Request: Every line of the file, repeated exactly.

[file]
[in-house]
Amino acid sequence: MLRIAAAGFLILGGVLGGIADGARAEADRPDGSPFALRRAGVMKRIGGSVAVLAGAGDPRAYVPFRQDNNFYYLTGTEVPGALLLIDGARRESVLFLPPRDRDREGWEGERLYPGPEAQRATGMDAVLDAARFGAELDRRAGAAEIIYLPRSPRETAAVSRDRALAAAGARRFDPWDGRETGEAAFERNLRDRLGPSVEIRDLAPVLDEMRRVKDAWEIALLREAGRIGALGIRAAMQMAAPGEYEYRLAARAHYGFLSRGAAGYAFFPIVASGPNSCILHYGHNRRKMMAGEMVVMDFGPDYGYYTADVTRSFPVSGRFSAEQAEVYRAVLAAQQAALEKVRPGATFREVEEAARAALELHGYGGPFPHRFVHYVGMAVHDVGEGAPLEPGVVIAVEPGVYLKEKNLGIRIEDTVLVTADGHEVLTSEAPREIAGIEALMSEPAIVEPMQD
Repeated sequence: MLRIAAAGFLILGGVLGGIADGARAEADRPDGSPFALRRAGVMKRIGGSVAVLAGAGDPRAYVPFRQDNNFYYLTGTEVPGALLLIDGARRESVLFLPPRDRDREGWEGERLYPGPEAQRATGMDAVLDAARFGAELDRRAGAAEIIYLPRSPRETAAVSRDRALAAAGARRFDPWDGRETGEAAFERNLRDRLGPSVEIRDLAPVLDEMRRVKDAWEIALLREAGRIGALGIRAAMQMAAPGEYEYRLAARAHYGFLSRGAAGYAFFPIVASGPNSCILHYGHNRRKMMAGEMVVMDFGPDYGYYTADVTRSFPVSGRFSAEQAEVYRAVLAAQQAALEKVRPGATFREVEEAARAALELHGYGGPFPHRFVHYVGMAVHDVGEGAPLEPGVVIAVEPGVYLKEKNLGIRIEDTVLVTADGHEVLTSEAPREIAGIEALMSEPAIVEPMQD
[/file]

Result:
[in-house]
Amino acid sequence: MLRIAAAGFLILGGVLGGIADGARAEADRPDGSPFALRRAGVMKRIGGSVAVLAGAGDPRAYVPFRQDNNFYYLTGTEVPGALLLIDGARRESVLFLPPRDRDREGWEGERLYPGPEAQRATGMDAVLDAARFGAELDRRAGAAEIIYLPRSPRETAAVSRDRALAAAGARRFDPWDGRETGEAAFERNLRDRLGPSVEIRDLAPVLDEMRRVKDAWEIALLREAGRIGALGIRAAMQMAAPGEYEYRLAARAHYGFLSRGAAGYAFFPIVASGPNSCILHYGHNRRKMMAGEMVVMDFGPDYGYYTADVTRSFPVSGRFSAEQAEVYRAVLAAQQAALEKVRPGATFREVEEAARAALELHGYGGPFPHRFVHYVGMAVHDVGEGAPLEPGVVIAVEPGVYLKEKNLGIRIEDTVLVTADGHEVLTSEAPREIAGIEALMSEPAIVEPMQD
Repeated sequence: MLRIAAAGFLILGGVLGGIADGARAEADRPDGSPFALRRAGVMKRIGGSVAVLAGAGDPRAYVPFRQDNNFYYLTGTEVPGALLLIDGARRESVLFLPPRDRDREGWEGERLYPGPEAQRATGMDAVLDAARFGAELDRRAGAAEIIYLPRSPRETAAVSRDRALAAAGARRFDPWDGRETGEAAFERNLRDRLGPSVEIRDLAPVLDEMRRVKDAWEIALLREAGRIGALGIRAAMQMAAPGEYEYRLAARAHYGFLSRGAAGYAFFPIVASGPNSCILHYGHNRRKMMAGEMVVMDFGPDYGYYTADVTRSFPVSGRFSAEQAEVYRAVLAAQQAALEKVRPGATFREVEEAARAALELHGYGGPFPHRFVHYVGMAVHDVGEGAPLEPGVVIAVEPGVYLKEKNLGIRIEDTVLVTADGHEVLTSEAPREIAGIEALMSEPAIVEPMQD